The award recognizes innovative teaching initiatives that cross traditional academic boundaries, and crossing boundaries is just what this course was designed to do.
Russell Muirhead, Robert Clements Professor of Democracy & Politics and Professor of Government, has approached questions such as these from a social science perspective with Dartmouth undergraduates for the last 25 years.
“Government describes the world as it is,” he says. “It concerns itself with the unavoidable impediments that keep the world from being what it should be.”
It was in conversation with his colleague David Plunkett, Assistant Professor of Philosophy, that he recognized the opportunity to introduce greater complexity to his investigations of these questions with students.
As Plunkett describes, the disciplines of political science and philosophy, among others, address many of the same subjects, but operate within different contexts. Each discipline asks different questions and makes different assumptions of these subjects, and these differences provide fodder for rich discussion.
“Philosophy often takes a more idealistic perspective,” Muirhead explains. “It concerns itself with what we should do if the world was well ordered. These are exciting differences to explore.”
When a call for innovative new courses came from Dean of Faculty Michael Mastanduno last year, a collaboration between Muirhead and Plunkett, and their two disciplines, was a natural fit.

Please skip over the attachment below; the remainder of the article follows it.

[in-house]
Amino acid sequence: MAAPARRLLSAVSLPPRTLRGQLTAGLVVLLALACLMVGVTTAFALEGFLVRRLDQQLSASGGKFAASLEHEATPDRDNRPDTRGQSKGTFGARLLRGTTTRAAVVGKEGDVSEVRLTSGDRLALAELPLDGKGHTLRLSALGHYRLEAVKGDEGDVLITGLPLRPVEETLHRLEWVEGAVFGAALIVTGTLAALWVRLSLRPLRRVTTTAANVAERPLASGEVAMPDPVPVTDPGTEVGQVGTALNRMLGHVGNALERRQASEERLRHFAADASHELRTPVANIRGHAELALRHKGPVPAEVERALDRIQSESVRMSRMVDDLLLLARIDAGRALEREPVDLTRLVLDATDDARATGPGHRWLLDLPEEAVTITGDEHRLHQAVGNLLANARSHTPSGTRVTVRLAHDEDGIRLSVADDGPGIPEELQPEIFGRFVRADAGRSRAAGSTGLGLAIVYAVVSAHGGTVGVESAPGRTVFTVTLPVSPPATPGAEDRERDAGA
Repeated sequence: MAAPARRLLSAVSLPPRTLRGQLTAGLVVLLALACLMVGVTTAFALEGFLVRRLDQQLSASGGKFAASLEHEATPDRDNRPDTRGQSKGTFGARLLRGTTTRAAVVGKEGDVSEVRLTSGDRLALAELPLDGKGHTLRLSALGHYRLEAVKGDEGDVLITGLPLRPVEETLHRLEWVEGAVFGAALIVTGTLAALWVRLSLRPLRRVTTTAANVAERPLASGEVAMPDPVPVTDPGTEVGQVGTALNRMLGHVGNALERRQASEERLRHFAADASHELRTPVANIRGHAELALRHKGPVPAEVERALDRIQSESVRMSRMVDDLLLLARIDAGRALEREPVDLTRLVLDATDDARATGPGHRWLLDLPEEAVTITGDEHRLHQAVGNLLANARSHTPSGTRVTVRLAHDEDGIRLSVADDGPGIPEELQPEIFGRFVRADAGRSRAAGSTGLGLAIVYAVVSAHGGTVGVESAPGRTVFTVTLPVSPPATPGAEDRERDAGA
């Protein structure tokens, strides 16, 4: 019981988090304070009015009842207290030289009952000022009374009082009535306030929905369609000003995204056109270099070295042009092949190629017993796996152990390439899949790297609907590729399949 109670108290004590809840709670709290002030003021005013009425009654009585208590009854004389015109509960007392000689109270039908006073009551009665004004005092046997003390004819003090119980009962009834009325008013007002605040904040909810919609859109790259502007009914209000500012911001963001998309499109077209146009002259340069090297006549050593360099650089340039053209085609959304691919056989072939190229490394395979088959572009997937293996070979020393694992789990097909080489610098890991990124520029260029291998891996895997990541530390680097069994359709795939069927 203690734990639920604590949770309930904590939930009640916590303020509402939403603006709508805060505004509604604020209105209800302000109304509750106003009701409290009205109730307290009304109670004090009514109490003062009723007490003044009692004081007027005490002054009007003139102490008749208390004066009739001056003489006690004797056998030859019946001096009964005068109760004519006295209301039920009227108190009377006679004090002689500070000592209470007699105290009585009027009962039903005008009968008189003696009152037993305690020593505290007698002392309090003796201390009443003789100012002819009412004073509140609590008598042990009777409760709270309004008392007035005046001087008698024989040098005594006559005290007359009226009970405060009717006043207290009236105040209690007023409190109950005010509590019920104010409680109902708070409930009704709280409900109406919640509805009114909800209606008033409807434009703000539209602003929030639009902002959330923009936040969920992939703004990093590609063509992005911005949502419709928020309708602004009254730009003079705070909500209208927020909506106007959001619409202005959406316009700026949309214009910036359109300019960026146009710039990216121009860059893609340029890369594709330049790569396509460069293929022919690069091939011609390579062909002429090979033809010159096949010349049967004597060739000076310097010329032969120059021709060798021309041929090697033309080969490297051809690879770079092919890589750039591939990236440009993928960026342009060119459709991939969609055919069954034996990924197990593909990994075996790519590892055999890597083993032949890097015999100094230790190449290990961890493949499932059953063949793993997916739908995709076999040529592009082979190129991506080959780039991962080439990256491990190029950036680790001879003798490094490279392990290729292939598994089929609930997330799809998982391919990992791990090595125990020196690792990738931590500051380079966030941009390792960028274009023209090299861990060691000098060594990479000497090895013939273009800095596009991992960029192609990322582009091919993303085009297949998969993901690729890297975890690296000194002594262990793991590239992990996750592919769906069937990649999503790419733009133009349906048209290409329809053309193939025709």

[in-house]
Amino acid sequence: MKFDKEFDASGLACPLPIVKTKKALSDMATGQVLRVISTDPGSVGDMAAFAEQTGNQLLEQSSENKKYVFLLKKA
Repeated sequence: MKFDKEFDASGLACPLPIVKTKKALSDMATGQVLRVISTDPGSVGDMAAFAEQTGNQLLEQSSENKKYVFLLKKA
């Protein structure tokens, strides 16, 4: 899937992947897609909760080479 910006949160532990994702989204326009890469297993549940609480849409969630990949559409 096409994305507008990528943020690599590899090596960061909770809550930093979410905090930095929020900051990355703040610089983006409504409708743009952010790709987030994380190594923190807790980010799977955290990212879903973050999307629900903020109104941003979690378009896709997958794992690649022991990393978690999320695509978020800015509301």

“I had been interested in co-teaching and was looking for opportunities to do so at Dartmouth,” says Plunkett. “It was an opportunity for me and Russ to take conversations we were already having about political philosophy into the classroom and have them with students.”
The result was their co-taught, interdisciplinary, graduate-style seminar course for undergraduates. For both, this course was an introduction to co-teaching and to stretching beyond their well-honed approaches to leading a class independently.
“It was scary, I admit!” says Muirhead. He describes having to reconsider the way he’d always done things, and giving up some aspects of the unique relationship that develops between students and a single teacher.
“To walk into class with a peer upsets the balance for us a bit, and for students,” he says.
But both Muirhead and Plunkett agree that the benefits of upsetting that balance far outweigh the costs.
Plunkett explains how courses with multiple faculty members encourage students to think for themselves rather than relying on one authority figure to provide the answer. In their course, Plunkett and Muirhead explored their different perspectives openly, and demonstrated to students the process of debating, questioning, and sometimes conceding on those differences. Over the term, Plunkett says, students grew more and more confident in joining those debates.
The seminar style also lent itself to combining teaching and learning with research, both for Muirhead and Plunkett and their students.
“I read things I wouldn’t have otherwise,” says Muirhead. “I asked new questions and considered new ideas as a result of our class discussions, and this led to a new publication for me this fall.”